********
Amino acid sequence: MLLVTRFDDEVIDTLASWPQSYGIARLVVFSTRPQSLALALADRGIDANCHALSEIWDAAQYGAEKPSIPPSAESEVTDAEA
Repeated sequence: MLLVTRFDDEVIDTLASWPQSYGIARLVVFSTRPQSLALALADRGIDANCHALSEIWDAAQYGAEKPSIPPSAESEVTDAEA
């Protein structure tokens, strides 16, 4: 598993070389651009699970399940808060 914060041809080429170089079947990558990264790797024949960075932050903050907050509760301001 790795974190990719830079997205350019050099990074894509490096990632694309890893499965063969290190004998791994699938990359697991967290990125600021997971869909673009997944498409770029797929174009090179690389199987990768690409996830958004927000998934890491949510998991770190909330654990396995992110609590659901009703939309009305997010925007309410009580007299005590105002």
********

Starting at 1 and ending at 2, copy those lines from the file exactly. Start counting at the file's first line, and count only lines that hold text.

Amino acid sequence: MLLVTRFDDEVIDTLASWPQSYGIARLVVFSTRPQSLALALADRGIDANCHALSEIWDAAQYGAEKPSIPPSAESEVTDAEA
Repeated sequence: MLLVTRFDDEVIDTLASWPQSYGIARLVVFSTRPQSLALALADRGIDANCHALSEIWDAAQYGAEKPSIPPSAESEVTDAEA